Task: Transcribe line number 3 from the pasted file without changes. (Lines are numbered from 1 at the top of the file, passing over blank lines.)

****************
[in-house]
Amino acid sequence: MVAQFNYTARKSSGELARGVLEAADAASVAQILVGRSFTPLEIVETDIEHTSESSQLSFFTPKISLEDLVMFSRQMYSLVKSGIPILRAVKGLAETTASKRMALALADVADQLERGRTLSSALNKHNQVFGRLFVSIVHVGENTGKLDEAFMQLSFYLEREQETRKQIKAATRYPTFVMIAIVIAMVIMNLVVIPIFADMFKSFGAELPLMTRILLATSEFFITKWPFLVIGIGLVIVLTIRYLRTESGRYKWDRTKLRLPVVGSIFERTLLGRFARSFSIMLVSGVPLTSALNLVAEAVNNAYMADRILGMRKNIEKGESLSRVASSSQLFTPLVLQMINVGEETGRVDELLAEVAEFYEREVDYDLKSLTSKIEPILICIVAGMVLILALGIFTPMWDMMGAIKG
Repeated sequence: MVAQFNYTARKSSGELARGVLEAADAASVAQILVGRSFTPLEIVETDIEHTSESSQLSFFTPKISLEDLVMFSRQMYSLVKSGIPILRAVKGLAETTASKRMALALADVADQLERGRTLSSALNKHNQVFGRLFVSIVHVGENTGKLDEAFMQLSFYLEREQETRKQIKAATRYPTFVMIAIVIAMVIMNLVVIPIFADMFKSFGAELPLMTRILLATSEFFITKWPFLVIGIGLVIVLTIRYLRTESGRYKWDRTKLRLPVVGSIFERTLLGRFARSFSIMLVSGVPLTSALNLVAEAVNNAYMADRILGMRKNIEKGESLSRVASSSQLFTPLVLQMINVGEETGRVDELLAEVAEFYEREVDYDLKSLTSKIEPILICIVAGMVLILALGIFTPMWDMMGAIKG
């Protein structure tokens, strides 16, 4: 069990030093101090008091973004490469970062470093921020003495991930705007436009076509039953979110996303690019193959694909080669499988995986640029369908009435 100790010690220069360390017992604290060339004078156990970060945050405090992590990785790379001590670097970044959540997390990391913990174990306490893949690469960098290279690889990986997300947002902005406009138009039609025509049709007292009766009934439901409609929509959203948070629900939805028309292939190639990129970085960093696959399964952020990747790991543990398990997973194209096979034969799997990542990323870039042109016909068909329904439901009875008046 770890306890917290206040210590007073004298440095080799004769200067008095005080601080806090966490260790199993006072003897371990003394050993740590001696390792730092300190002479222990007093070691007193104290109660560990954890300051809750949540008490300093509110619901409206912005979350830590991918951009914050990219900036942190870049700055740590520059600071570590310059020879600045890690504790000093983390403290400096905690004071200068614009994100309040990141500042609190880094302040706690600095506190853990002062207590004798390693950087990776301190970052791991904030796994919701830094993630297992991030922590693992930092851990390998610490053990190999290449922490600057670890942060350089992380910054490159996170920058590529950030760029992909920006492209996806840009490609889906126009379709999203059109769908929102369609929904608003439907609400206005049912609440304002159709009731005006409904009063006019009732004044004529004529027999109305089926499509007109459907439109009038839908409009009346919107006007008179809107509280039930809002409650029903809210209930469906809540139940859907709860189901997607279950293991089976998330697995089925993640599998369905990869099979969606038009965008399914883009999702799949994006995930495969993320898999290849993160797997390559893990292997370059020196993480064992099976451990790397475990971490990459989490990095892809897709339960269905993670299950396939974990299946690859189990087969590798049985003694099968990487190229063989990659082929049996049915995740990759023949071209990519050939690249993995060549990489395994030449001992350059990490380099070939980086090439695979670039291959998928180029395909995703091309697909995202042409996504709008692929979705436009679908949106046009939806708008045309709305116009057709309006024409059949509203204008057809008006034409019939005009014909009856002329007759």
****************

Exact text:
Repeated sequence: MVAQFNYTARKSSGELARGVLEAADAASVAQILVGRSFTPLEIVETDIEHTSESSQLSFFTPKISLEDLVMFSRQMYSLVKSGIPILRAVKGLAETTASKRMALALADVADQLERGRTLSSALNKHNQVFGRLFVSIVHVGENTGKLDEAFMQLSFYLEREQETRKQIKAATRYPTFVMIAIVIAMVIMNLVVIPIFADMFKSFGAELPLMTRILLATSEFFITKWPFLVIGIGLVIVLTIRYLRTESGRYKWDRTKLRLPVVGSIFERTLLGRFARSFSIMLVSGVPLTSALNLVAEAVNNAYMADRILGMRKNIEKGESLSRVASSSQLFTPLVLQMINVGEETGRVDELLAEVAEFYEREVDYDLKSLTSKIEPILICIVAGMVLILALGIFTPMWDMMGAIKG